What Does It Mean to be a Professional Writing Major?
Champlain College’s Professional Writing Program
During my senior year of high school, I started to narrow down my college choices. All of the schools I looked at offered English programs of varying excellence. They all had smaller class sizes and internship opportunities, but something about Champlain College stood out to me. Professional Writing. It had a nice ring to it, a specificity that a traditional English program seemed to lack.
As I explored schools with fantastic English programs, I still felt that nag of doubt: how do I translate what I learn into a career? I think it’s a universal question that most higher education seekers face.
I want to work in publishing once I graduate, and I think it was difficult for me, as a high-school senior, to understand how an English degree could prepare me for such a position. It’s one thing for a program to teach me to write, but I want to know how the other half of the industry works. What really set Champlain in my mind was their focus on the professional aspects of writing; students not only take traditional creative writing and literature classes, but also engage with their major from the first year. The Upside-down Curriculum not be for everyone, but as someone who knew they were dedicated to writing, it was important to me to start taking major-relevant courses as soon as possible.
I attended an admitted students day event during the spring of my senior year where I had the opportunity to meet with the head of the program, Warren Baker. He assured me that Professional Writing students would be able to branch out with whichever electives would help them progress in their personal career goals from Grant Writing to Writing Children’s Literature to Broadcast Writing.
Champlain also offers the opportunities to select a specialization in the Professional Writing program, from Editing/Publishing, Creative Writing/Literature, or Journalism. Students can choose both a specialization and a minor. Everything that I learned at the admitted students day solidified my decision; not only could Champlain teach me how to write, they could teach me how to publish as well.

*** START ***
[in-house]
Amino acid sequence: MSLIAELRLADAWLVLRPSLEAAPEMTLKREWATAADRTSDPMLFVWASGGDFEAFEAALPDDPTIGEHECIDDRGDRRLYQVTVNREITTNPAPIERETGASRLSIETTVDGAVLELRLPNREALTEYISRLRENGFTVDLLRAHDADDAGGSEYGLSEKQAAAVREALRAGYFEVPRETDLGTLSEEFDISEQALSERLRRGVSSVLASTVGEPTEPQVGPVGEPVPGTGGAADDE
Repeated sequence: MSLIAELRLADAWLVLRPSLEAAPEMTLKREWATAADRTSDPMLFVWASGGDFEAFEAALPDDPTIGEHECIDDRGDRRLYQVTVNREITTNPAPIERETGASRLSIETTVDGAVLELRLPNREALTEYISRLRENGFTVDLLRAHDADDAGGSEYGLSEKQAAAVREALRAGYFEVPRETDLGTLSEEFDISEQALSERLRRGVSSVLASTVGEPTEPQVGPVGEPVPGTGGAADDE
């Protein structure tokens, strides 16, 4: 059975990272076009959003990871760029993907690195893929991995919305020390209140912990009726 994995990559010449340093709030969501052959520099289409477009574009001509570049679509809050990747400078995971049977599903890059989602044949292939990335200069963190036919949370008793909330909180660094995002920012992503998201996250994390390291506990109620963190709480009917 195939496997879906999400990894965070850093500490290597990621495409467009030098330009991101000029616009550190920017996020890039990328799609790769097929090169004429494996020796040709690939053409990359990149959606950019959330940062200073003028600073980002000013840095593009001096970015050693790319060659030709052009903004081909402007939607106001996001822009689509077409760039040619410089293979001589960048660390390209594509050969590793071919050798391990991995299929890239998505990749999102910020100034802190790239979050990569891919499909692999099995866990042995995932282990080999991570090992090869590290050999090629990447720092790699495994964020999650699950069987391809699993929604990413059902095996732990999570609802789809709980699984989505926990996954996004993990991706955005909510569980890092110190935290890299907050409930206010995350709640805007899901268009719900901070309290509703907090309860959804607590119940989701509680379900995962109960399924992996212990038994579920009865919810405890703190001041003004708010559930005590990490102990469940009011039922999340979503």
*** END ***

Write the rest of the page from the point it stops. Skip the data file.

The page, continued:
I started my freshman year with a course named “Introduction to the Writing Profession,” which showed us the potential of the program. We interviewed authors at the Burlington Book Festival (BBF) and practiced developing dialogue and submitting our work. I made the ambitious decision to volunteer for the BBF and was fortunate to explore what writing opportunities are available in Burlington, Vermont, my home for the next four years. I met my current poetry group, joined the Burlington Writers Workshop (BWW), and discovered the Book Arts Guild of Vermont thanks to our second class assignment.
Champlain offers its own opportunities for writers through the Champlain College Publishing Initiative, which is home to Willard and Maple, a literary journal I helped edit during my first semester; Chivomengro, a satire and non-fiction publication; and The Crossover, Champlain's online news and arts zine; among others that I look forward to working on during my time here. The goals outlined on their website explains: “Our mission is to educate and equip students with the most radically pragmatic tools, skills, and industry knowledge in preparation for careers in a wide variety of media through direct participation in and management of print and digital publishing projects.”
Such a strong start to my first semester gave me the confidence to pursue an assistant poetry editor position for the next BWW anthology. What matters to me with Chaplain is that professors are not only aware I am capable of such objectives, but they actively encourage and celebrate my efforts.
As in most writing courses, Introduction to the Writing Profession, as well as my second-semester Journalism class and Creative Writing class, spent a lot of time reading and writing. We read news stories and short stories, poetry and prose, and this year I have had the opportunity to improve my efforts in each of these genres.
Next year, I will begin taking classes for my specialization and minor as I search for internships with the help of my academic advisor. One semester of my junior year will be spent abroad at Champlain’s Dublin campus, where I will have the opportunity to fill my course load with major-relevant classes. During my senior year I will begin work on my Capstone project and senior seminar. And when the time comes for me to join the publishing world, I know I will be ready.
So far, Champlain’s Professional Writing Program has offered and will offer me opportunities to grow as a writer and someone who is knowledgeable of the industry I hope to join. I am more confident in my writing abilities and communication skills and I look forward to learn what the next three years will bring. Now I know that I am a professional writer.
Anais Mohr is a first year Professional Writing major studying at Champlain College. She was a senior member of Front Street Writers, a program where high school students are coached in a workshop setting by professional writers. Anais lives in Traverse City, MI and she loves to read fractured fairytales and middle-grade fiction.